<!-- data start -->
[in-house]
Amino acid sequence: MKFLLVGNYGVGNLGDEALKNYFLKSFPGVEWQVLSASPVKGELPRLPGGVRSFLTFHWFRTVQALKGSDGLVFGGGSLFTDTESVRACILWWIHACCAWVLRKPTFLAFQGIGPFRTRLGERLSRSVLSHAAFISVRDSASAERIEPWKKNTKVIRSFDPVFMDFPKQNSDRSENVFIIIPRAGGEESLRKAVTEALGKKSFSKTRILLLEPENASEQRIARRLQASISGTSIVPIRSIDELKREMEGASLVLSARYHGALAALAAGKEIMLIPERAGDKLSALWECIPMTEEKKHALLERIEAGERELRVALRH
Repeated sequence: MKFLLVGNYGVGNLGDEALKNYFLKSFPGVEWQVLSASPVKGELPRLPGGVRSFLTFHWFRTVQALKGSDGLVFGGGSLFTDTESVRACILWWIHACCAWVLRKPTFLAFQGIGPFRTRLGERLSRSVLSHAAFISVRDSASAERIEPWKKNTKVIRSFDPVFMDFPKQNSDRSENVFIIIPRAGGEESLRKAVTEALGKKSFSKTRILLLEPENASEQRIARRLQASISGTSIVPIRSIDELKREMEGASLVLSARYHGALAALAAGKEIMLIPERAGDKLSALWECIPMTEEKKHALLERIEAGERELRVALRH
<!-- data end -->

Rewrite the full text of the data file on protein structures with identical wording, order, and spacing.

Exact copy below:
[in-house]
Amino acid sequence: MKFLLVGNYGVGNLGDEALKNYFLKSFPGVEWQVLSASPVKGELPRLPGGVRSFLTFHWFRTVQALKGSDGLVFGGGSLFTDTESVRACILWWIHACCAWVLRKPTFLAFQGIGPFRTRLGERLSRSVLSHAAFISVRDSASAERIEPWKKNTKVIRSFDPVFMDFPKQNSDRSENVFIIIPRAGGEESLRKAVTEALGKKSFSKTRILLLEPENASEQRIARRLQASISGTSIVPIRSIDELKREMEGASLVLSARYHGALAALAAGKEIMLIPERAGDKLSALWECIPMTEEKKHALLERIEAGERELRVALRH
Repeated sequence: MKFLLVGNYGVGNLGDEALKNYFLKSFPGVEWQVLSASPVKGELPRLPGGVRSFLTFHWFRTVQALKGSDGLVFGGGSLFTDTESVRACILWWIHACCAWVLRKPTFLAFQGIGPFRTRLGERLSRSVLSHAAFISVRDSASAERIEPWKKNTKVIRSFDPVFMDFPKQNSDRSENVFIIIPRAGGEESLRKAVTEALGKKSFSKTRILLLEPENASEQRIARRLQASISGTSIVPIRSIDELKREMEGASLVLSARYHGALAALAAGKEIMLIPERAGDKLSALWECIPMTEEKKHALLERIEAGERELRVALRH